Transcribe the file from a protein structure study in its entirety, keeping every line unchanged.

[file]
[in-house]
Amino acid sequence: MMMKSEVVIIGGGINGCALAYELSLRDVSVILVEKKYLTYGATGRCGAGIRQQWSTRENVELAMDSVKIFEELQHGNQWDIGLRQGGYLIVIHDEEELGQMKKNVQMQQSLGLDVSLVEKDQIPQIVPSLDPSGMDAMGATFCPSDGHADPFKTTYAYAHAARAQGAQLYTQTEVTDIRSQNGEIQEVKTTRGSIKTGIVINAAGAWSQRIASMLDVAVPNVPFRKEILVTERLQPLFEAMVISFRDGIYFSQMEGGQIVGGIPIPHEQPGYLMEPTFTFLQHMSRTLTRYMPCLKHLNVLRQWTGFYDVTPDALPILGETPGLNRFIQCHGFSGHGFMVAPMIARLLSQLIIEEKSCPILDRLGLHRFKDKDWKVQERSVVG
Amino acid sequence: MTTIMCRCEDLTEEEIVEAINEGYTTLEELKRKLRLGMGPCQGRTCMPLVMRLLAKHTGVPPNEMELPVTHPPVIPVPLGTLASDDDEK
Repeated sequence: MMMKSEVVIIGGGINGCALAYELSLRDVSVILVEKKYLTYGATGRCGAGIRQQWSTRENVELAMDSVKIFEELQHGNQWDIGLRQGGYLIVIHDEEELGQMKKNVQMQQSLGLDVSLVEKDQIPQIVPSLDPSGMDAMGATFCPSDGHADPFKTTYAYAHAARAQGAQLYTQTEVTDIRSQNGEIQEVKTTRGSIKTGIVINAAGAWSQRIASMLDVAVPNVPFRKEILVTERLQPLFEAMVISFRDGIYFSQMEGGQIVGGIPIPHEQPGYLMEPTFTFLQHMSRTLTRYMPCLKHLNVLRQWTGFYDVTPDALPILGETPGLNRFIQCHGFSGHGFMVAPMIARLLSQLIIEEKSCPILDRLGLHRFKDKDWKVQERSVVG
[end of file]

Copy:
[in-house]
Amino acid sequence: MMMKSEVVIIGGGINGCALAYELSLRDVSVILVEKKYLTYGATGRCGAGIRQQWSTRENVELAMDSVKIFEELQHGNQWDIGLRQGGYLIVIHDEEELGQMKKNVQMQQSLGLDVSLVEKDQIPQIVPSLDPSGMDAMGATFCPSDGHADPFKTTYAYAHAARAQGAQLYTQTEVTDIRSQNGEIQEVKTTRGSIKTGIVINAAGAWSQRIASMLDVAVPNVPFRKEILVTERLQPLFEAMVISFRDGIYFSQMEGGQIVGGIPIPHEQPGYLMEPTFTFLQHMSRTLTRYMPCLKHLNVLRQWTGFYDVTPDALPILGETPGLNRFIQCHGFSGHGFMVAPMIARLLSQLIIEEKSCPILDRLGLHRFKDKDWKVQERSVVG
Amino acid sequence: MTTIMCRCEDLTEEEIVEAINEGYTTLEELKRKLRLGMGPCQGRTCMPLVMRLLAKHTGVPPNEMELPVTHPPVIPVPLGTLASDDDEK
Repeated sequence: MMMKSEVVIIGGGINGCALAYELSLRDVSVILVEKKYLTYGATGRCGAGIRQQWSTRENVELAMDSVKIFEELQHGNQWDIGLRQGGYLIVIHDEEELGQMKKNVQMQQSLGLDVSLVEKDQIPQIVPSLDPSGMDAMGATFCPSDGHADPFKTTYAYAHAARAQGAQLYTQTEVTDIRSQNGEIQEVKTTRGSIKTGIVINAAGAWSQRIASMLDVAVPNVPFRKEILVTERLQPLFEAMVISFRDGIYFSQMEGGQIVGGIPIPHEQPGYLMEPTFTFLQHMSRTLTRYMPCLKHLNVLRQWTGFYDVTPDALPILGETPGLNRFIQCHGFSGHGFMVAPMIARLLSQLIIEEKSCPILDRLGLHRFKDKDWKVQERSVVG